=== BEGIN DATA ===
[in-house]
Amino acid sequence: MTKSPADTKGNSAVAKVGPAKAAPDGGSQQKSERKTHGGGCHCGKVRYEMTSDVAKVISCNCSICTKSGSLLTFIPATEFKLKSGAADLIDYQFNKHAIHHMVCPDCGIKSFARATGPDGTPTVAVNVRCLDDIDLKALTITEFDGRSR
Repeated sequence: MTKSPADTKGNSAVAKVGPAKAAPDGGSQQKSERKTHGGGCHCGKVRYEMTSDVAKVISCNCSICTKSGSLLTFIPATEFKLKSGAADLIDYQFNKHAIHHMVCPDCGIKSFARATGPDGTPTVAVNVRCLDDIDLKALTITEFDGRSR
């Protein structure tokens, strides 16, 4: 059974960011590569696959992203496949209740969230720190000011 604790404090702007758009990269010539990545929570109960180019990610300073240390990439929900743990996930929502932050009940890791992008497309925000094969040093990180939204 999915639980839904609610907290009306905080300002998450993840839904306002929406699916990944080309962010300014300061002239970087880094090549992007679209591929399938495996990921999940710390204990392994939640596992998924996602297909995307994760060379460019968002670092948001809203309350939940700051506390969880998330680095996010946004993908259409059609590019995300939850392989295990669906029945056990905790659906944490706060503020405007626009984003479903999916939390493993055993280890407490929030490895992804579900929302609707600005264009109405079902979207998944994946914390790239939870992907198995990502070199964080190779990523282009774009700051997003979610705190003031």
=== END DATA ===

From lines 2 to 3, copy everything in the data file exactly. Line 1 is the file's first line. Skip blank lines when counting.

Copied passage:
Amino acid sequence: MTKSPADTKGNSAVAKVGPAKAAPDGGSQQKSERKTHGGGCHCGKVRYEMTSDVAKVISCNCSICTKSGSLLTFIPATEFKLKSGAADLIDYQFNKHAIHHMVCPDCGIKSFARATGPDGTPTVAVNVRCLDDIDLKALTITEFDGRSR
Repeated sequence: MTKSPADTKGNSAVAKVGPAKAAPDGGSQQKSERKTHGGGCHCGKVRYEMTSDVAKVISCNCSICTKSGSLLTFIPATEFKLKSGAADLIDYQFNKHAIHHMVCPDCGIKSFARATGPDGTPTVAVNVRCLDDIDLKALTITEFDGRSR